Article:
Former House speaker Newt Gingrich said yesterday that the Bush administration has gone "off a cliff" in postwar Iraq and that "the White House has to get a grip on this."
In a blunt critique by a leading Republican, Gingrich said the administration has failed "to put the Iraqis at the center of this equation. . . . The key to defeating the bad guys is having enough good guys who are Iraqis," he said on NBC's "Meet the Press."
The administration did not send enough Iraqi Americans there after the war, Gingrich said. On the main online site of the U.S. occupying authority, he added, "up until last week you didn't see a single Iraqi on that Web page," and now there is only one.
White House Chief of Staff Andrew H. Card Jr. defended the administration's policy. "I think things are going very well in a very tough situation in Iraq. . . . Newt Gingrich is not all-knowing," he said on CBS's "Face the Nation."
Sen. Hillary Rodham Clinton (D-N.Y.), who recently returned from Iraq and Afghanistan, hit three Sunday talk shows and said she agreed with Gingrich. She blamed the administration for "miscalculation" and "inept planning" in Iraq, as she put it on ABC's "This Week."
"I do think we need more troops" in Iraq, Clinton said. She said she believes in giving the chief executive the authority to wage war, as her husband did in Bosnia and Kosovo. "But I regret the way the president has used the authority."
Clinton dismissed complaints that she should not have criticized President Bush while in Iraq and blamed a "right-wing apparatus." Clinton said she was merely responding to questions from U.S. troops. "I'm not going to lie to an American soldier," she said on CBS.
On domestic politics, Clinton assailed the administration for "radical ideas" such as eliminating overtime payments for millions of workers. "I thought they wanted to undo everything Bill Clinton had done," she said on NBC. "I took that a little personally. . . . Then I realized they're taking aim at the New Deal."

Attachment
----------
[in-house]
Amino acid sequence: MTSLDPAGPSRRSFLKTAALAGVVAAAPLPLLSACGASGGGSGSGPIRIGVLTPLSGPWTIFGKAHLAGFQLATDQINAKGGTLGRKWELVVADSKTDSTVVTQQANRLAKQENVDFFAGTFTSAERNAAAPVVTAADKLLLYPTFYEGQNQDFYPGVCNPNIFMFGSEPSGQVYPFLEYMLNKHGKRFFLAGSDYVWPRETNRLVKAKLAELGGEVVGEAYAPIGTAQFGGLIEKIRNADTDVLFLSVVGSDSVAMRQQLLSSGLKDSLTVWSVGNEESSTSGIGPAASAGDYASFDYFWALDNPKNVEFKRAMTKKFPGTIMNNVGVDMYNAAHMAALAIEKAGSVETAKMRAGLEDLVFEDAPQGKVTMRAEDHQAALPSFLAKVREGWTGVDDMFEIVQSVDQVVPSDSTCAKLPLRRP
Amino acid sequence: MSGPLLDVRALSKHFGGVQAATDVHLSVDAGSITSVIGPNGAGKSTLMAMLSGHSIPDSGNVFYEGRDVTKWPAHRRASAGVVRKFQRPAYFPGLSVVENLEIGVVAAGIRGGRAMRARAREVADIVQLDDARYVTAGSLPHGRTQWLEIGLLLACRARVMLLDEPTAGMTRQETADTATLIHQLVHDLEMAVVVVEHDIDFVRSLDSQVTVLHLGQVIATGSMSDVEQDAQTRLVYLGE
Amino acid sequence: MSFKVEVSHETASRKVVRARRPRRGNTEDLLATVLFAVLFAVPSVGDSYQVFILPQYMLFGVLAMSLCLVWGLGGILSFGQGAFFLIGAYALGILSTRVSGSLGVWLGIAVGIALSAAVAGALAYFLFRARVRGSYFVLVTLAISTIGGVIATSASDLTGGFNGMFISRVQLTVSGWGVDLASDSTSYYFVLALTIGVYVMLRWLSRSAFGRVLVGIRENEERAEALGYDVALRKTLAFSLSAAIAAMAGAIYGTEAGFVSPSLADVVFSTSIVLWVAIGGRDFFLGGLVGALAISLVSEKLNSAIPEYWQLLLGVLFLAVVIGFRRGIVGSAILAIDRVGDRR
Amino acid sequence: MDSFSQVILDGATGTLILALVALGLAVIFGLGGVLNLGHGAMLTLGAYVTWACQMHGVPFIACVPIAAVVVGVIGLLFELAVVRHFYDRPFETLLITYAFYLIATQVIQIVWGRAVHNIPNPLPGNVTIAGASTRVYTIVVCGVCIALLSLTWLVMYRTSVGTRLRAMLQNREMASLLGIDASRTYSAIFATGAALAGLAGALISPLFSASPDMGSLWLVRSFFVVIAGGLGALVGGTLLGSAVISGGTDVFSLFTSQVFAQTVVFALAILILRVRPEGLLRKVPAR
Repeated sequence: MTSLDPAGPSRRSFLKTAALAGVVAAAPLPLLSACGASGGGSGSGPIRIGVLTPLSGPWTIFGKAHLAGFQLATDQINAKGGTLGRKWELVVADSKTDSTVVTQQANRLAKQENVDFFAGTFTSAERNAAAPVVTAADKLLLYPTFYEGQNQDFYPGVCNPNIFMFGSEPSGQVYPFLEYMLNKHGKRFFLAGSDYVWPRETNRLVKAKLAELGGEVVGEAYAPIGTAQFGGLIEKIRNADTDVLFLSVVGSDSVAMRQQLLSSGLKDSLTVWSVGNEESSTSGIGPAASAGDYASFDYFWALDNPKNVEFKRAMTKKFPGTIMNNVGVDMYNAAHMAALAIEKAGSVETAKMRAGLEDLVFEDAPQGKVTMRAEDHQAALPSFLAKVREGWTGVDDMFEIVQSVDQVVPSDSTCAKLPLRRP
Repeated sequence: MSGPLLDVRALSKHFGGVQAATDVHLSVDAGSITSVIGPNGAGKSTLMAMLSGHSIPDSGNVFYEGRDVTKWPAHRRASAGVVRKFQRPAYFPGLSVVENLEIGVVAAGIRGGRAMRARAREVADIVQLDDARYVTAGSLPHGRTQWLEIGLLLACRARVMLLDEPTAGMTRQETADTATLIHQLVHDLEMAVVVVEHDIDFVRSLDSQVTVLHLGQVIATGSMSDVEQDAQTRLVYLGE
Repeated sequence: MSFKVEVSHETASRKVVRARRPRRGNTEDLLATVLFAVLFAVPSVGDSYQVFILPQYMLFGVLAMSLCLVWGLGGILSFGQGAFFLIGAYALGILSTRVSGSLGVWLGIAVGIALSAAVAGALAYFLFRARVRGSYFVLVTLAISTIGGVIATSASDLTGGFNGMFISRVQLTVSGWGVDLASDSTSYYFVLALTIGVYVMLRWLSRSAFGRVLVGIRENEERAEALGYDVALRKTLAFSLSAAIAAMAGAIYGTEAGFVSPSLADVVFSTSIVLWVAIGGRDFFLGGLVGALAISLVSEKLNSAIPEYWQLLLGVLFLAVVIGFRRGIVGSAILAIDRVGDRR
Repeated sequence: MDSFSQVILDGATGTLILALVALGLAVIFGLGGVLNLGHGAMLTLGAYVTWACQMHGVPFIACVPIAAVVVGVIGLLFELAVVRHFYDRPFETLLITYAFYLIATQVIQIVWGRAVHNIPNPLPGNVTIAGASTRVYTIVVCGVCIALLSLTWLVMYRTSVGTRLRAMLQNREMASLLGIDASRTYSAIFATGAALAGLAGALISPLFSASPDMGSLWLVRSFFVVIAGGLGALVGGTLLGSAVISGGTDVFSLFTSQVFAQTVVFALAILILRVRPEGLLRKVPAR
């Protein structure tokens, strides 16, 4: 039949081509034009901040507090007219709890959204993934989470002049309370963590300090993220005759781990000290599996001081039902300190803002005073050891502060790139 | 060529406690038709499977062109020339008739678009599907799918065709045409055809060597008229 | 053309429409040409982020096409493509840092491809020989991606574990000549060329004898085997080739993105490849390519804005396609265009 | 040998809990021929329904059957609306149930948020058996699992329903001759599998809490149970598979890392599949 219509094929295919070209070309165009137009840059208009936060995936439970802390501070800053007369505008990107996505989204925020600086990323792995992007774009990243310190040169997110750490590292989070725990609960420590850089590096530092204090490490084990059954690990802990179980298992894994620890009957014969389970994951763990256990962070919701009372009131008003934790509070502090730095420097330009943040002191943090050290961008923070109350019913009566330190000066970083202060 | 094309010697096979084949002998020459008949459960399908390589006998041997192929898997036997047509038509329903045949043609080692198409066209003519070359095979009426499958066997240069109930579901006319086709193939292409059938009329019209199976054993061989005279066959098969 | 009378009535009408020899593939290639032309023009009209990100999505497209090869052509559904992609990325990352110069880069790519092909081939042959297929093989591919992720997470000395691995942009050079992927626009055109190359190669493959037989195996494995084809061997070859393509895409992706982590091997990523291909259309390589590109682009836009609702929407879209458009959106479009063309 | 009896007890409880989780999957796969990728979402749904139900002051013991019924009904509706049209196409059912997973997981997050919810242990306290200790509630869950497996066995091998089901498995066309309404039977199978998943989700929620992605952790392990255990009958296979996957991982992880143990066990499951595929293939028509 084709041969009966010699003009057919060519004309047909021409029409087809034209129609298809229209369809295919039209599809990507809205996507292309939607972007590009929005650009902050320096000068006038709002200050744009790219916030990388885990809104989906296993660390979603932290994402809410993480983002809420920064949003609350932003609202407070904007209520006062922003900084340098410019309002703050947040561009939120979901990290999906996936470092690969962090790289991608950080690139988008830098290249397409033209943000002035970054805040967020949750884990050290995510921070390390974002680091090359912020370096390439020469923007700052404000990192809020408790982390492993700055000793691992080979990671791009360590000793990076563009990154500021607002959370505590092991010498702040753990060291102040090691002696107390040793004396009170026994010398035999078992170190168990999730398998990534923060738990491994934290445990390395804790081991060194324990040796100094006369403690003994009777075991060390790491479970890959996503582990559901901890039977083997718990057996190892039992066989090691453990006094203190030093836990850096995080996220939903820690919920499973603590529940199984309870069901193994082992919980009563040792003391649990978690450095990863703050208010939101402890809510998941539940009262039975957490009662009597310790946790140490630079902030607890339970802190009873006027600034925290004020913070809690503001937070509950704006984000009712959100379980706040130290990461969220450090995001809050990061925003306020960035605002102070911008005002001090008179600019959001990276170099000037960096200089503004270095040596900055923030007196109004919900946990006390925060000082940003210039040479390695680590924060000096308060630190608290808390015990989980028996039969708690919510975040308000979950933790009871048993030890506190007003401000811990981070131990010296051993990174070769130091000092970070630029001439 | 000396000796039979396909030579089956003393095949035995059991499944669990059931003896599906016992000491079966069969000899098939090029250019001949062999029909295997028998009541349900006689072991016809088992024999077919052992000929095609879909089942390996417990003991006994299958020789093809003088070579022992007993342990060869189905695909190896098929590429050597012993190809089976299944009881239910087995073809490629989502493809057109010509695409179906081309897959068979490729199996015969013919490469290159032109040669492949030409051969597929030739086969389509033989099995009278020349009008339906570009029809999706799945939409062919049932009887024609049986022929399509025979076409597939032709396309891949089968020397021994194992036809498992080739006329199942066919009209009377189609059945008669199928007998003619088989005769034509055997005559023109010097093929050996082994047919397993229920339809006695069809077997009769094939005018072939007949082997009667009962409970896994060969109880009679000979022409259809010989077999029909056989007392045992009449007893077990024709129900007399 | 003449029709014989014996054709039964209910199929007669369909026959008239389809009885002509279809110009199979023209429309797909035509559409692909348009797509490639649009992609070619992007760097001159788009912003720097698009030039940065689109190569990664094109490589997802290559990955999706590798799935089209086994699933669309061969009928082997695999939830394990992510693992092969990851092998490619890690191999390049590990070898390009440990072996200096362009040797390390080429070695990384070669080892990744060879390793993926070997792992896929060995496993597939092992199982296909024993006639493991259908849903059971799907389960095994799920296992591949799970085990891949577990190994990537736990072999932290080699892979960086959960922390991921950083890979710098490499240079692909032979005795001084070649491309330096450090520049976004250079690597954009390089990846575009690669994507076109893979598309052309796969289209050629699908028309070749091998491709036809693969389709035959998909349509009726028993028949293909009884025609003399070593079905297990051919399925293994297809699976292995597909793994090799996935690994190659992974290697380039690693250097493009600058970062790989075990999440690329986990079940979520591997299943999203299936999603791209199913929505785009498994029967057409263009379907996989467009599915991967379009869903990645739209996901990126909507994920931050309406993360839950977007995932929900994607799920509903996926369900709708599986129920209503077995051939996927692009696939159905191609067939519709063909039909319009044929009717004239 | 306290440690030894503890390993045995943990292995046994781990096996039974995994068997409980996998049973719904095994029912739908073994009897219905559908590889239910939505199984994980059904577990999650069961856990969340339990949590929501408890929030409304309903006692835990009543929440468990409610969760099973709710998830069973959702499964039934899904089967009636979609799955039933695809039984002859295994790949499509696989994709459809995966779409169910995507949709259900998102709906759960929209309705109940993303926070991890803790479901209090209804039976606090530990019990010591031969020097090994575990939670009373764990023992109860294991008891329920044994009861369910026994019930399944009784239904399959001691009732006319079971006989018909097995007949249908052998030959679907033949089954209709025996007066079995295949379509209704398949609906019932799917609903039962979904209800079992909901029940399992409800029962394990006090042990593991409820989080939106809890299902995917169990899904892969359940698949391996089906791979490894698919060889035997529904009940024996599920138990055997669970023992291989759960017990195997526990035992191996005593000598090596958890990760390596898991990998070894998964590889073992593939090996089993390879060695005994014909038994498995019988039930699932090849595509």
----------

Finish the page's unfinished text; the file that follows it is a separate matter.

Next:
Clinton laughingly insisted on each program that she would not accept the Democratic presidential nomination, or even the vice presidential nod, in 2004. She declined to comment on the candidacy of former Vermont governor Howard Dean, saying she is not taking sides in the primaries.
Dean, interviewed on "Fox News Sunday," defended his recent statements in New Hampshire that he needed to "teach" Bush about defense because the president "doesn't understand what it takes to defend this country, that you have to have high moral purpose."
"There are not very many countries, after three years of George W. Bush's presidency, where people want to be like us anymore," Dean said. "That is what I mean by the loss of high moral purpose." He also said Bush had backed off efforts to cut combat pay for troops in Iraq and Afghanistan.
Dean was asked about his comments on National Public Radio's "The Diane Rehm Show" last week concerning the Sept. 11, 2001, attacks. He said then: "The most interesting theory that I've heard so far -- which is nothing more than a theory, it can't be proved -- is that he was warned ahead of time by the Saudis."
Dean said yesterday that "I can't imagine the president of the United States doing that," but added that Bush needs to "give the information" to the commission investigating the attacks. Asked why he raised the theory, Dean said: "Because there are people who believe that. We don't know what happened in 9/11."
Republican National Committee Chairman Ed Gillespie later called Dean "reckless and irresponsible" for "floating this incendiary theory."